Norway’s offshore drilling puts Arctic Ocean at risk

by Richard Steiner

A fin whale surfacing and approaching a Greenpeace inflatable. Fin whales are the second largest whale and the second largest animal. Females can grow to 24 metres. These whales are most likely feeding on small schooling fish like capelin, or plankton. Gulpers, open their mouths and take everything and press out through balleens. * Photographer: Nick Cobbing/Greenpeace

© Nick Cobbing / Greenpeace

As Norway pushes further into the Arctic with offshore oil drilling, the corresponding environmental risks have increased significantly.

The Barents Sea is one of the richest, most unique marine ecosystems in the world, with remarkable concentrations of seabirds, marine mammals, fish, and other marine life. The potential short-term energy potential here is truly not worth the long-term environmental risk from offshore drilling.

This summer, Statoil has drilled three exploratory wells in the northern Barents Sea, about 300 km southeast of Svalbard. A fourth well is being drilled at present, together with the Russian oil company Rosneft. So far these exploratory wells haven't reported significant hydrocarbons, but the company plans to continue exploratory drilling in the central and northern Barents Sea next year.

And the Norwegian Petroleum Directorate commissioned an oil exploration seismic survey of the northern Barents Sea that began this summer. This seismic survey projected extremely loud sound (thousands of times louder than a jet engine) into the water from a towed air gun, and we detected the seismic air gun blasts with our hydrophones several hundred kilometers away from the seismic ship. Fin, Minke, and Humpback whales in the area can also hear the seismic air gun sound, which is the same low frequency they use to communicate. This low frequency oil exploration seismic noise can travel for several thousand kilometers in the ocean.

Given our current understanding of the risks and impacts of offshore drilling and major oil spills across the world, Norway may be gambling more than it may realize in the Arctic.

For instance, we know that regardless how safe government and industry believe they can conduct offshore drilling, there will always be the chance of a major oil spill. People make mistakes, and equipment fails. And so far, Norway has not required highest international standards in its Barents Sea exploratory drilling program.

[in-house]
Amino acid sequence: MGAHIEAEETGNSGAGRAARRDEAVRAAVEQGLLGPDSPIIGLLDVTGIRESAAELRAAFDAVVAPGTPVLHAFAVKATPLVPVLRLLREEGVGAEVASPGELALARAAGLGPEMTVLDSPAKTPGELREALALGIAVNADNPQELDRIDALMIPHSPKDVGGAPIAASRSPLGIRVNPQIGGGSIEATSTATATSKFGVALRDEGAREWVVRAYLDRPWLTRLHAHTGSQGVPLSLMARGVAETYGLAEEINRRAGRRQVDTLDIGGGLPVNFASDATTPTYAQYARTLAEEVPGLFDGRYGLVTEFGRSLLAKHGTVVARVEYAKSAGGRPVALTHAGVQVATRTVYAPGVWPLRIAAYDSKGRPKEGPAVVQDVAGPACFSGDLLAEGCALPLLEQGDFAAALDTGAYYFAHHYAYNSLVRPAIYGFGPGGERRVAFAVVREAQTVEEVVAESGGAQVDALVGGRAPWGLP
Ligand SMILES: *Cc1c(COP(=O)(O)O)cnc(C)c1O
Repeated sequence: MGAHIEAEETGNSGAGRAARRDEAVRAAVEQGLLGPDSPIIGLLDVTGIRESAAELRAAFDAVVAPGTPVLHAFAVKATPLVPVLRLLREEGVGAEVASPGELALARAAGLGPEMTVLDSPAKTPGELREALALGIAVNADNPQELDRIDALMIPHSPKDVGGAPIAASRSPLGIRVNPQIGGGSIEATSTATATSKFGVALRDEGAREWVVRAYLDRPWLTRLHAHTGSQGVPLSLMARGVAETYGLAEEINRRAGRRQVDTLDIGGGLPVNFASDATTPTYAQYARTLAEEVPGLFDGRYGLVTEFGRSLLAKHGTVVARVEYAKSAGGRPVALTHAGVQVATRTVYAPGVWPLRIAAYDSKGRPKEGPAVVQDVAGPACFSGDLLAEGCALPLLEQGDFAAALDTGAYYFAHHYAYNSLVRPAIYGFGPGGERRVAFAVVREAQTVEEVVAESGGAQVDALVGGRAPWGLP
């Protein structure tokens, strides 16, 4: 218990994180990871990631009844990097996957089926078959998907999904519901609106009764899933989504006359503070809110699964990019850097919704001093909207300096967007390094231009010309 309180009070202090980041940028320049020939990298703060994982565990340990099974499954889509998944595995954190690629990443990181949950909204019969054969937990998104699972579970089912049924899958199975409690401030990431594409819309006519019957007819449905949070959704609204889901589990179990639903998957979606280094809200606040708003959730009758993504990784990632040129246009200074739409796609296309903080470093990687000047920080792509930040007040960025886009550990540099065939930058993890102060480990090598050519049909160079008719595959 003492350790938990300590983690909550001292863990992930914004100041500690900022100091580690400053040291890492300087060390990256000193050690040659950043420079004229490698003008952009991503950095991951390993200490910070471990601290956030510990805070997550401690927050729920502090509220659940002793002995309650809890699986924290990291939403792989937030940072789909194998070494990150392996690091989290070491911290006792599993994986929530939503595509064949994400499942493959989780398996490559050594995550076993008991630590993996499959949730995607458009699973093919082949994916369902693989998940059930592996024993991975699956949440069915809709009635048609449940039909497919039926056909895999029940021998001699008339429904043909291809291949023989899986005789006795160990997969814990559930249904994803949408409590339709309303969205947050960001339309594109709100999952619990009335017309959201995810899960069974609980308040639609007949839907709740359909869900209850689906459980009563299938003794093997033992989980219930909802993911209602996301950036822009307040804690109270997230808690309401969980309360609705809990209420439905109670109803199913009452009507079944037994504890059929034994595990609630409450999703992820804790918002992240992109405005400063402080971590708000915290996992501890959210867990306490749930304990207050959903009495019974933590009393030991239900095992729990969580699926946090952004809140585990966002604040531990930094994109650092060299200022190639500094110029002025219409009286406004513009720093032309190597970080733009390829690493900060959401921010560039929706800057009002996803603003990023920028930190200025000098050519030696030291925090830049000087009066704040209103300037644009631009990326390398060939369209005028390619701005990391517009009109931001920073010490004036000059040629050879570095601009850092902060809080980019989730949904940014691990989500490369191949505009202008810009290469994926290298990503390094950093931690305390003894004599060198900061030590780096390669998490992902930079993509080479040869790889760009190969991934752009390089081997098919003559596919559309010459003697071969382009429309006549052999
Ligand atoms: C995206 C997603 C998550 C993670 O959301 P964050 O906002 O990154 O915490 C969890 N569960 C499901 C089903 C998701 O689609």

Thus, there remains a real possibility of a catastrophic exploratory well blowout, such as that which we experienced in the US Gulf of Mexico in 2010 with the BP Deepwater Horizon disaster, that cost the lives of 11 crew and spilled over 4 million barrels of oil.

The same risk exists in Norway's Barents Sea drilling program. And if a major spill were to occur here, it would cause severe and long-term environmental damage. As comparison, the damage from the 1989 Exxon Valdez oil spill in Alaska persists today, more than 25 years later.

We also know that there is no way to effectively contain or clean up a major marine spill, particularly in sea ice, or to restore environmental damage caused. Put simply, oil drilling in the northern Barents Sea could forever change this productive, unique Arctic marine ecosystem, which is already struggling from effects of climate change, overfishing, whaling, and other activities.

Yesterday, the Norwegian Petroleum Directorate announced an end to its 2014 Barents Sea seismic survey programme, one month ahead of schedule and despite not having completed the mapping in the area to the east of Svalbard. This is great news, but likely not an end to Arctic oil exploration in Norwegian waters.

It is hoped that Norway will make the right choice here, and say "no" to further offshore oil exploration or development in the Barents Sea and Arctic Ocean.

Rick Steiner is a marine conservation Professor based in Anchorage, Alaska.Rick is currently onboard the Greenpeace ship Esperanza, in the Barents Sea.

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